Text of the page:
With some encouraging responses from last week’s quiz on Multiplayer Threats, I am moving ahead with this effort and have more fun for you all this week!
Quick patch for last week: Natural Affinity doesn’t target a player, which I implied. It’s still a devastating threat for you (as well as everyone else) and green mages are pretty good at recovering from mana depletion. I’d still rank it as that mana-intensive white mage’s number one instant concern.
I’d like to focus more on IMPLICIT THREATS this week. For those of you just joining us, implicit threats are those threats that you or your opponents keep in reserve, or are dying to topdeck. They are the instants you hold in your hand with open mana, the last piece(s) of a combo you’ve begun to form, the duplicate permanent you are going to issue proudly after everyone wastes so much energy and resources getting rid of the first one. They are both aggressive and defensive, but they have this in common: No one is completely sure if or when you will cast them.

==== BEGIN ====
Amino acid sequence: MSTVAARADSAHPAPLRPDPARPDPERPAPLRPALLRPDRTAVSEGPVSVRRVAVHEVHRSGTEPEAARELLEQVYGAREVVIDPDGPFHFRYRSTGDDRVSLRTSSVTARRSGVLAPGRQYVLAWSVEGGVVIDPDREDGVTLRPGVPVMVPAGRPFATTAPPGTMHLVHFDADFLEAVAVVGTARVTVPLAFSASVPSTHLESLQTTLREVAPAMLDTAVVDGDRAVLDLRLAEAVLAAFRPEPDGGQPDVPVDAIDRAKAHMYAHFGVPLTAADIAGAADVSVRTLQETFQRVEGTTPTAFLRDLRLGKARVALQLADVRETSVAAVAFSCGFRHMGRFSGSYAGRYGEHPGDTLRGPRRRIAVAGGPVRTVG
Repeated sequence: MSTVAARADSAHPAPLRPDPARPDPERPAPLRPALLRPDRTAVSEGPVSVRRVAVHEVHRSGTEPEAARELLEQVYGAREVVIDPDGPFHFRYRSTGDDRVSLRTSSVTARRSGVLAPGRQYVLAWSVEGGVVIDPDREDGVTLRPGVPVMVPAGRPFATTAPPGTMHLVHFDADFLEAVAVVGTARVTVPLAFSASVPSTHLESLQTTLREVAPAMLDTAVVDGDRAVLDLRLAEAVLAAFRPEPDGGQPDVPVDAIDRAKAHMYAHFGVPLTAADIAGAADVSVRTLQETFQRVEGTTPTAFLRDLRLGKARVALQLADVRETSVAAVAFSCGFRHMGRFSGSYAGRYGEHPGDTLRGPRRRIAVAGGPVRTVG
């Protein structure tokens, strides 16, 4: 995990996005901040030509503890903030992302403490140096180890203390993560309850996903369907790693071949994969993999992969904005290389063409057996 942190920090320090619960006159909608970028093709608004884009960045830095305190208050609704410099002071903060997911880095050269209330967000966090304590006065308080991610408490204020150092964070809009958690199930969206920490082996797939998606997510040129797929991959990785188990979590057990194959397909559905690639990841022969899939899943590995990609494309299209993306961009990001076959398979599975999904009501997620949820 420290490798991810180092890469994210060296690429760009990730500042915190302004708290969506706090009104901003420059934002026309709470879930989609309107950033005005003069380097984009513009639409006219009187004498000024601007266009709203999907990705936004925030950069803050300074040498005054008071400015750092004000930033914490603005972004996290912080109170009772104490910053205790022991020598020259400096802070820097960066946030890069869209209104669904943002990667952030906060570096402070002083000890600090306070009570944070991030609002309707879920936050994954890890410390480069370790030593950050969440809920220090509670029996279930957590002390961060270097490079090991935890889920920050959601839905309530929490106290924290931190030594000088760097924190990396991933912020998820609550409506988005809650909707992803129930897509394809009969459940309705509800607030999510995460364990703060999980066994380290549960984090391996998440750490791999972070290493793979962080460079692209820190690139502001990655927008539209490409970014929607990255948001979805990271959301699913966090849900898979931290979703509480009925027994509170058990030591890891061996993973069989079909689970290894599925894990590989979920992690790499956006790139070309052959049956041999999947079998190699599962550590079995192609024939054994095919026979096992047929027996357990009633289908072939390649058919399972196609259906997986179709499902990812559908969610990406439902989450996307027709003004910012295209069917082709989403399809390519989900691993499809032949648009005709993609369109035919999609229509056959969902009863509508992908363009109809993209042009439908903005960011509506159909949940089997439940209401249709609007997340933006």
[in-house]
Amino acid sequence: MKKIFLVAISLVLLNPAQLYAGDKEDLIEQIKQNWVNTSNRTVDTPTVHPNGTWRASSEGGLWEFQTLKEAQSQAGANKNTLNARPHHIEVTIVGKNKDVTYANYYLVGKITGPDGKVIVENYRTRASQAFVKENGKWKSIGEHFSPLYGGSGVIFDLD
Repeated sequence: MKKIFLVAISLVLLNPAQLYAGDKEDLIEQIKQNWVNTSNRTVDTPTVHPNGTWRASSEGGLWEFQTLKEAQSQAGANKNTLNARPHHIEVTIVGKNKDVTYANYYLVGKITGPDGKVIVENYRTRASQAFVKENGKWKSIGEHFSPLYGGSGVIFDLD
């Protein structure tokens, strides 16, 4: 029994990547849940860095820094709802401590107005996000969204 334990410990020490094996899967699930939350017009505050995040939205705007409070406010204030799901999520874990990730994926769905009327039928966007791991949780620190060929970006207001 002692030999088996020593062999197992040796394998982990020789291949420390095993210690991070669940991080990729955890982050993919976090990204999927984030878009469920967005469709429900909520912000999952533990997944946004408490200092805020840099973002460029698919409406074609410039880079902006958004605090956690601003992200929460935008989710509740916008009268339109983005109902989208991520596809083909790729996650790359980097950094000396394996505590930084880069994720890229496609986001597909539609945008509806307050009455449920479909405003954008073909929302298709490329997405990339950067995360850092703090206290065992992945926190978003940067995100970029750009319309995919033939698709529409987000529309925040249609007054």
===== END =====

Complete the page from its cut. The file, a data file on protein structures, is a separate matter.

That makes quizzing a little difficult, since I can’t exactly write up a quiz that says "guess what player B has in his hand…ennnnnh!!! You guessed wrong. Okay, now, what number am I thinking of?" All of these questions have different ways to go, and I expect – in fact, I invite – readers to send in their own answers, if they differ from what I put forward.
For the following questions, all of these conditions hold true unless specifically changed:
* You have four opponents: Players B (black), G (green), R (red), and U (blue).